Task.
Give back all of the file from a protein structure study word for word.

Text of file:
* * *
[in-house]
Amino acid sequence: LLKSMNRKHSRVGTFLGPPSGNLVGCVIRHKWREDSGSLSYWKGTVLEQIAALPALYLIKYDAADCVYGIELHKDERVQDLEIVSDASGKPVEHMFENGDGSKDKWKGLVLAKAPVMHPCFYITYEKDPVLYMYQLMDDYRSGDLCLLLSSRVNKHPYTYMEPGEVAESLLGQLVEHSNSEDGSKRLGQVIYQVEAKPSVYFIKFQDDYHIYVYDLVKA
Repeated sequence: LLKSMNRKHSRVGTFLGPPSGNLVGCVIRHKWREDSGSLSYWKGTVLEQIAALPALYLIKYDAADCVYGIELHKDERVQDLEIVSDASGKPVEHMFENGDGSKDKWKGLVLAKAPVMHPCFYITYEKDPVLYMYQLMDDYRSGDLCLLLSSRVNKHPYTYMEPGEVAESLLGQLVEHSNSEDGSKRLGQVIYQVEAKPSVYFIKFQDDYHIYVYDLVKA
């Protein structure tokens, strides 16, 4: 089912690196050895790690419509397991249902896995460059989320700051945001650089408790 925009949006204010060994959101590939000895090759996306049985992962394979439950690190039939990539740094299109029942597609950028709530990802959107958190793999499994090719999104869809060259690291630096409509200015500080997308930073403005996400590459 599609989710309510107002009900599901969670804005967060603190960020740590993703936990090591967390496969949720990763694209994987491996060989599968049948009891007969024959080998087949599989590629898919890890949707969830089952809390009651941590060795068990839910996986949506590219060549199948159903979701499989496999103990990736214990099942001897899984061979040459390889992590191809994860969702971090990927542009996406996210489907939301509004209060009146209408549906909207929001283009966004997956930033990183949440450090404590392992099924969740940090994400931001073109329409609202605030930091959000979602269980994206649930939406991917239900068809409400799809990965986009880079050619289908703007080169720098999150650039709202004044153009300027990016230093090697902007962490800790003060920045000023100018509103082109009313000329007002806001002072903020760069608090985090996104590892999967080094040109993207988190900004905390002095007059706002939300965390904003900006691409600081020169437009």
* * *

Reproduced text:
[in-house]
Amino acid sequence: LLKSMNRKHSRVGTFLGPPSGNLVGCVIRHKWREDSGSLSYWKGTVLEQIAALPALYLIKYDAADCVYGIELHKDERVQDLEIVSDASGKPVEHMFENGDGSKDKWKGLVLAKAPVMHPCFYITYEKDPVLYMYQLMDDYRSGDLCLLLSSRVNKHPYTYMEPGEVAESLLGQLVEHSNSEDGSKRLGQVIYQVEAKPSVYFIKFQDDYHIYVYDLVKA
Repeated sequence: LLKSMNRKHSRVGTFLGPPSGNLVGCVIRHKWREDSGSLSYWKGTVLEQIAALPALYLIKYDAADCVYGIELHKDERVQDLEIVSDASGKPVEHMFENGDGSKDKWKGLVLAKAPVMHPCFYITYEKDPVLYMYQLMDDYRSGDLCLLLSSRVNKHPYTYMEPGEVAESLLGQLVEHSNSEDGSKRLGQVIYQVEAKPSVYFIKFQDDYHIYVYDLVKA
């Protein structure tokens, strides 16, 4: 089912690196050895790690419509397991249902896995460059989320700051945001650089408790 925009949006204010060994959101590939000895090759996306049985992962394979439950690190039939990539740094299109029942597609950028709530990802959107958190793999499994090719999104869809060259690291630096409509200015500080997308930073403005996400590459 599609989710309510107002009900599901969670804005967060603190960020740590993703936990090591967390496969949720990763694209994987491996060989599968049948009891007969024959080998087949599989590629898919890890949707969830089952809390009651941590060795068990839910996986949506590219060549199948159903979701499989496999103990990736214990099942001897899984061979040459390889992590191809994860969702971090990927542009996406996210489907939301509004209060009146209408549906909207929001283009966004997956930033990183949440450090404590392992099924969740940090994400931001073109329409609202605030930091959000979602269980994206649930939406991917239900068809409400799809990965986009880079050619289908703007080169720098999150650039709202004044153009300027990016230093090697902007962490800790003060920045000023100018509103082109009313000329007002806001002072903020760069608090985090996104590892999967080094040109993207988190900004905390002095007059706002939300965390904003900006691409600081020169437009």